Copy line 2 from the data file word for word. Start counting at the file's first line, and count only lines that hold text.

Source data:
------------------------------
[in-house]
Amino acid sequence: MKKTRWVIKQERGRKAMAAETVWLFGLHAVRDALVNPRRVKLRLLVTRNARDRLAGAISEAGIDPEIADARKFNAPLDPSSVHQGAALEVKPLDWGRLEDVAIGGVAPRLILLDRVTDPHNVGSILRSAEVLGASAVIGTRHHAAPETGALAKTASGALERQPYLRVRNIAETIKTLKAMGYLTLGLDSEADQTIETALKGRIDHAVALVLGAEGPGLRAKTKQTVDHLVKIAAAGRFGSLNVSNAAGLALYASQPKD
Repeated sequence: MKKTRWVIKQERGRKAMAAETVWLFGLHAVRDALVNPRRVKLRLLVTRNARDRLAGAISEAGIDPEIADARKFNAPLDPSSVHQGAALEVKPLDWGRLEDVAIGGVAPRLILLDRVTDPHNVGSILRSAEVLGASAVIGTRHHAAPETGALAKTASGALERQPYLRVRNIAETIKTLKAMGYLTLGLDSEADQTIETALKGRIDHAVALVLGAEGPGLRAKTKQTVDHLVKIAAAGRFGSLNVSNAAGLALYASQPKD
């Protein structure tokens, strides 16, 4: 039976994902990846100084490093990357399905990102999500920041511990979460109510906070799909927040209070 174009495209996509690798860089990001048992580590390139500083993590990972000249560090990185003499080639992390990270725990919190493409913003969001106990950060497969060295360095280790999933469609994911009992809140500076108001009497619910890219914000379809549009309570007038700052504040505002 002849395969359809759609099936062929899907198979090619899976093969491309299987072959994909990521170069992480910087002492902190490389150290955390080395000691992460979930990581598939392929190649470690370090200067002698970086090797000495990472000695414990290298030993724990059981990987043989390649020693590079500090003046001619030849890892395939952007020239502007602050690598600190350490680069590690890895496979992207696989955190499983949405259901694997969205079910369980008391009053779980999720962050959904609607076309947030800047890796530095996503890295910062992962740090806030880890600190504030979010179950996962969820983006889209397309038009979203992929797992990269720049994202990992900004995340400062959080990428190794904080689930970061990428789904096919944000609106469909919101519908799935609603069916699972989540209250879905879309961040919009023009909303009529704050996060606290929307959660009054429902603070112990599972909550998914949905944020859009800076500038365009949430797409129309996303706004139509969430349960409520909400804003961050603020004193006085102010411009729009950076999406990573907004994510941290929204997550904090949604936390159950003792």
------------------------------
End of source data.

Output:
Amino acid sequence: MKKTRWVIKQERGRKAMAAETVWLFGLHAVRDALVNPRRVKLRLLVTRNARDRLAGAISEAGIDPEIADARKFNAPLDPSSVHQGAALEVKPLDWGRLEDVAIGGVAPRLILLDRVTDPHNVGSILRSAEVLGASAVIGTRHHAAPETGALAKTASGALERQPYLRVRNIAETIKTLKAMGYLTLGLDSEADQTIETALKGRIDHAVALVLGAEGPGLRAKTKQTVDHLVKIAAAGRFGSLNVSNAAGLALYASQPKD